I grew up in one such family, and I find the indifference with which we all looked at inequality as a profound moral and political failure, one that can only be explained away by remembering that even the most moderate attempts to bring about a less inequality-inducing form of market economy were brutally repressed by powerful elites in all the region.
    'Capitalism' means something quite different south of the Equator, so to say. It is not a Smithian utopia of self-interested shop-owners, pin-makers and bakers but a Conradian dystopia of foreign plantation masters, served by slaves or indentured servants. The descendants of successful captains of industry and socially protected workers might see the market economy under a different light from those descended from quasi-feudal landed aristocrats and recently freed slaves.
    I didn't get to read any of the comments to your post, but I can only imagine that some people found it wrong to claim that capitalism has anything to do with extreme inequality, or poverty. People who, I can only imagine, recalled that it was market economies and free enterprise that raised people out of misery all around the world. But that isn't quite true, or rather, it is only true to a certain degree, and only true once qualified by a great number of often unstated premises. Market economies have produced very unequal results around the world, which serves to demonstrate that its benefits are not simply dependent on ‘freeing people’ to produce, and exchange the fruits of their labor, but also on a plethora of socio-political structures that have nothing to do, in the narrow sense, with ‘free markets’.

  3. I liked the original post just fine but this one dovetailed with an old rant of mine about how people seem to be increasingly willing to let 'professionals' do the creating.
    Like, from what I've read, it seems like not that long ago it was a whole lot more common for people to draw and play music and even put on plays in their homes (toy theater).
    Then came cameras and recorded music and movies/TV... and it's much easier to just watch other folks doing stuff and doing it well.
    I think there's been a bit of push-back against this trend lately... but I'm not sure how extensive and long-lived it might be.

  4. As a participant in the arts since the early 1980s, I can say without question that producing art in order to provide an individual with the means to live, to do nothing but create more art for the rest of their lives, has ALWAYS been the norm.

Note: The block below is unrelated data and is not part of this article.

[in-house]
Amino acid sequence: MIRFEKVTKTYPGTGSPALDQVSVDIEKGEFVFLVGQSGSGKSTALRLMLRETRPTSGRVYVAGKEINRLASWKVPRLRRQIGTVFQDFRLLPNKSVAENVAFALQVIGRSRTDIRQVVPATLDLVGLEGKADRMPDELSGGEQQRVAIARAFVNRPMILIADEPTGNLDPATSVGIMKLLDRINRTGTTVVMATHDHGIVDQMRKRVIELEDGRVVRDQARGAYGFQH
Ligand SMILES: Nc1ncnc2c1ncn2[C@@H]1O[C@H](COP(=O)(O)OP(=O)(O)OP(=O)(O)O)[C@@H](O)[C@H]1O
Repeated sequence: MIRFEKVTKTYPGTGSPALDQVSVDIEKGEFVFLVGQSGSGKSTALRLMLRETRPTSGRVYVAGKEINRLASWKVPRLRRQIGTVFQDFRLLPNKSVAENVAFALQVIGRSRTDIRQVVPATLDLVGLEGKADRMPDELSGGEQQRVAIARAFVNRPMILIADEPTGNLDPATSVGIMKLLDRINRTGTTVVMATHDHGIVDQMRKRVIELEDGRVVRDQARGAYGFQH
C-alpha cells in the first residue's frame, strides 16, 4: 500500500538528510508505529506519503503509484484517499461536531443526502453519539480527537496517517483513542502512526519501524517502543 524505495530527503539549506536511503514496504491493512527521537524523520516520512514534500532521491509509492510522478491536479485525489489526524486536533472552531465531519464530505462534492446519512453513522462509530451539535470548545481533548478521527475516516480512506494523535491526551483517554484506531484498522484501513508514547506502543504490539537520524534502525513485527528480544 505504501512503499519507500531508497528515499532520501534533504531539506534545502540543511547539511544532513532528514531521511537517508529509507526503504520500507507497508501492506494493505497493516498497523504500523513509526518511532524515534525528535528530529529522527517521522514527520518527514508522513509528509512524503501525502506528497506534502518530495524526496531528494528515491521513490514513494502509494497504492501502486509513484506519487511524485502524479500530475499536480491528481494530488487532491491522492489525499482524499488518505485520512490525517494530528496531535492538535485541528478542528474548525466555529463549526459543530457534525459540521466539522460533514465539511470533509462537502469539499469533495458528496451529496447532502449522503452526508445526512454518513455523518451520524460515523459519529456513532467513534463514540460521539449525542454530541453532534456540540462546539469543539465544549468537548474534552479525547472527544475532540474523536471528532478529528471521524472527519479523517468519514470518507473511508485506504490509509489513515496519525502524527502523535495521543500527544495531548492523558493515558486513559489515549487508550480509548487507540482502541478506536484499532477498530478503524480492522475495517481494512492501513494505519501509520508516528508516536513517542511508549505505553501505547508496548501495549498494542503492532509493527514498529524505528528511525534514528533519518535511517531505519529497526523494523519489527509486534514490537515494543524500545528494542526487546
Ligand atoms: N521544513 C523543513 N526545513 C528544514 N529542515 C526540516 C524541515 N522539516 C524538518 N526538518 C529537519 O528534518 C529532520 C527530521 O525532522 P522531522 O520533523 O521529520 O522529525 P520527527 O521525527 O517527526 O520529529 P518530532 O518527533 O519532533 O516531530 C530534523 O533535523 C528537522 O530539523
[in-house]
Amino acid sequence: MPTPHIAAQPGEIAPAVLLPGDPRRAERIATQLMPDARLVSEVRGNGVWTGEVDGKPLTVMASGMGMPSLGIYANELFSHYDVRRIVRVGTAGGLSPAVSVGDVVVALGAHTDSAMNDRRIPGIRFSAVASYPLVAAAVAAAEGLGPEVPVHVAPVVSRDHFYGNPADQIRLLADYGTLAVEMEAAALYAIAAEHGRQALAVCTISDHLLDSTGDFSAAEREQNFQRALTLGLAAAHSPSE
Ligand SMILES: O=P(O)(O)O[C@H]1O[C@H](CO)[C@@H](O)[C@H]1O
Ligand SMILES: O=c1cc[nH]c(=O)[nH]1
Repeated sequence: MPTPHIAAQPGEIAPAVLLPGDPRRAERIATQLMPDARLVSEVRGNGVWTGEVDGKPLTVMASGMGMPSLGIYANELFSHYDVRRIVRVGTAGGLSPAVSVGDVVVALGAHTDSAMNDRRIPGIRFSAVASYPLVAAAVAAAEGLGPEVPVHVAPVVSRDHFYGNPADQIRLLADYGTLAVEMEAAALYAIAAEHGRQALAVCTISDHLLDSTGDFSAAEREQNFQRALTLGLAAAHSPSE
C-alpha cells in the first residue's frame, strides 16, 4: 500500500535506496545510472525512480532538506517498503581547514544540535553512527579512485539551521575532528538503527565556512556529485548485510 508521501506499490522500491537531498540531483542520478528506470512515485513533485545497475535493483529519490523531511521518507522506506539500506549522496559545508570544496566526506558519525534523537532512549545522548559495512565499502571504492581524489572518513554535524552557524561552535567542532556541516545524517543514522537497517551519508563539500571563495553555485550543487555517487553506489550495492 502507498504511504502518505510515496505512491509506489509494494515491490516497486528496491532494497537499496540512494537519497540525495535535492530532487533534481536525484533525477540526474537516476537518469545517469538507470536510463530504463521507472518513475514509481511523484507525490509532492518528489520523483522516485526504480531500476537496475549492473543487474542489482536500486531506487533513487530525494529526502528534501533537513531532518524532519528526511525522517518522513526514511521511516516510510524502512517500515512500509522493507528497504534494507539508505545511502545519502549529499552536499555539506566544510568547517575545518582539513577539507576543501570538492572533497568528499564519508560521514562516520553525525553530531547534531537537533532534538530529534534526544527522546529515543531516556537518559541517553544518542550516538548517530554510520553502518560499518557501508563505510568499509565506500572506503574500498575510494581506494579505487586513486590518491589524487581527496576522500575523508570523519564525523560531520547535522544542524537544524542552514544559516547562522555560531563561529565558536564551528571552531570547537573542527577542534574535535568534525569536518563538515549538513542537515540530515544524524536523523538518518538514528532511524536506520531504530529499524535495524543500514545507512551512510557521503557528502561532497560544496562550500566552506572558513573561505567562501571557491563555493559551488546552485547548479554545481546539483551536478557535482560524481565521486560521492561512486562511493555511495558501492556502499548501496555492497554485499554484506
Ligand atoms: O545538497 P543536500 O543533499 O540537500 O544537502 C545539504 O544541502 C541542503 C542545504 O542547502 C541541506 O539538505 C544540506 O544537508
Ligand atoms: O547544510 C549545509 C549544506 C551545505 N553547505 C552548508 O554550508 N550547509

Every serious amateur dreams of being a professional - because having to work some other crummy job gets in the way of being either.

  5. I hope my candidness wasn't the source of you pulling the original post.

    I'll echo that you probably should have left it up. This new post has taken on a different tone.

    Truthfully, I thought there was more you really wanted to say. And you still have not told us the source of your angst (;

    1. @ Dervish:

      It wasn't (the source, that is). And, yes, it's supposed to be a different tone. I was feeling very negative "in the moment." I decided this morning (around 3am) that I wanted to be a bit more positive.

      There's lots more I could...and probably will...say. But at the moment, I feel it's best to step away from my self-righteousness. reason not to issue a few words of encouragement.
      ; )

    2. Coincidentally JB, this guy succinctly expressed in a recent post what I thought you might really have been trying to say.

      I'll admit that I coulod be off base, though.

    3. @ Dervish:

      No, nothing like that. My situation (financially and otherwise) is pretty stable. Sometimes I find myself feeling guilty for A) not doing more, and B) um...not doing more.

      I'll explain more in depth some a later date. Really, I will.

  6. A-frickity-men! Preach it, brother-man!

  7. I have to say, your blog was the deciding factor in my use of B/X (and the purchase of the PDFs thereof); I have not been disappointed one bit, and I'll probably use this system for all my future games. Proof that even a blog about roleplaying games can inspire people to make a decision that they are really happy with! Thanks for sharing your own thoughts here.

    1. @ Fuzzy:

      Thanks's always nice to hear.

      Hopefully I'll be able to get this new B/X book knocked out in the next month or so, and you'll have even more to add to your table.
      : )

  8. And I cannot recommend JB's B/X Companion book enough! I own multiple copies and it is exactly what I though Moldvay/Cooks would have been had it actually been written. It is definitely crafted in the spirit of B/X ;-)